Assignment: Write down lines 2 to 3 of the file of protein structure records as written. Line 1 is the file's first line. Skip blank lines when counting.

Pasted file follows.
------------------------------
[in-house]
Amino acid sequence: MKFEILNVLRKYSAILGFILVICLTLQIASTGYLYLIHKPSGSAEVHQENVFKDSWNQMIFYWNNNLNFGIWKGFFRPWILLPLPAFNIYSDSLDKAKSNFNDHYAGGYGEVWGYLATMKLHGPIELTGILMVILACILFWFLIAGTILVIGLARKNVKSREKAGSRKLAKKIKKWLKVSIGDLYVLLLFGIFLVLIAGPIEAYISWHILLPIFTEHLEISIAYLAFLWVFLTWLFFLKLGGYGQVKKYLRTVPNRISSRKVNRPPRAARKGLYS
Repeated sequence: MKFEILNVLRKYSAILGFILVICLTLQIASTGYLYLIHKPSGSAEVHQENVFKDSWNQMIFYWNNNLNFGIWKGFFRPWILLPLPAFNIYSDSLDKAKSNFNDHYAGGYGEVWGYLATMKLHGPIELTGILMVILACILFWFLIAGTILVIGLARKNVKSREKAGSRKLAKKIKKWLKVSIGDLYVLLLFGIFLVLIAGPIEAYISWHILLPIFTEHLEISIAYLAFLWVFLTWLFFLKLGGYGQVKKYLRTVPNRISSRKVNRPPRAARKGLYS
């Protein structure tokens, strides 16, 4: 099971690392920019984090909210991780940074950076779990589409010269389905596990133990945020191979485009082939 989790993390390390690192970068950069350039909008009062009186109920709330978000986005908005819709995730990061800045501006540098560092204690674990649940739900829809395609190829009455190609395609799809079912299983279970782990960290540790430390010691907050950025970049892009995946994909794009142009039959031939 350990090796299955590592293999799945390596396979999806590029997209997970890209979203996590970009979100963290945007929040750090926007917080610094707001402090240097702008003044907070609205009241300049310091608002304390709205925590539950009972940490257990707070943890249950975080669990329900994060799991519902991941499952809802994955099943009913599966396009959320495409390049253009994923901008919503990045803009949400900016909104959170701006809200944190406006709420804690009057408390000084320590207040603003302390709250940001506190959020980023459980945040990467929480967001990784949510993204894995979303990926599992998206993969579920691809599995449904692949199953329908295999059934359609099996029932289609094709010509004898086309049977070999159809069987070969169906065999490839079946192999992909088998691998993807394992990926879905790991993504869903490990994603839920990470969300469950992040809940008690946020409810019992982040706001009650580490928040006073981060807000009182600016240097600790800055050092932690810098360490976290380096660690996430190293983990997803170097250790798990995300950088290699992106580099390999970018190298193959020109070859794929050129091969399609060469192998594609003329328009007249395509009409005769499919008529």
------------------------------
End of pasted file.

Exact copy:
Amino acid sequence: MKFEILNVLRKYSAILGFILVICLTLQIASTGYLYLIHKPSGSAEVHQENVFKDSWNQMIFYWNNNLNFGIWKGFFRPWILLPLPAFNIYSDSLDKAKSNFNDHYAGGYGEVWGYLATMKLHGPIELTGILMVILACILFWFLIAGTILVIGLARKNVKSREKAGSRKLAKKIKKWLKVSIGDLYVLLLFGIFLVLIAGPIEAYISWHILLPIFTEHLEISIAYLAFLWVFLTWLFFLKLGGYGQVKKYLRTVPNRISSRKVNRPPRAARKGLYS
Repeated sequence: MKFEILNVLRKYSAILGFILVICLTLQIASTGYLYLIHKPSGSAEVHQENVFKDSWNQMIFYWNNNLNFGIWKGFFRPWILLPLPAFNIYSDSLDKAKSNFNDHYAGGYGEVWGYLATMKLHGPIELTGILMVILACILFWFLIAGTILVIGLARKNVKSREKAGSRKLAKKIKKWLKVSIGDLYVLLLFGIFLVLIAGPIEAYISWHILLPIFTEHLEISIAYLAFLWVFLTWLFFLKLGGYGQVKKYLRTVPNRISSRKVNRPPRAARKGLYS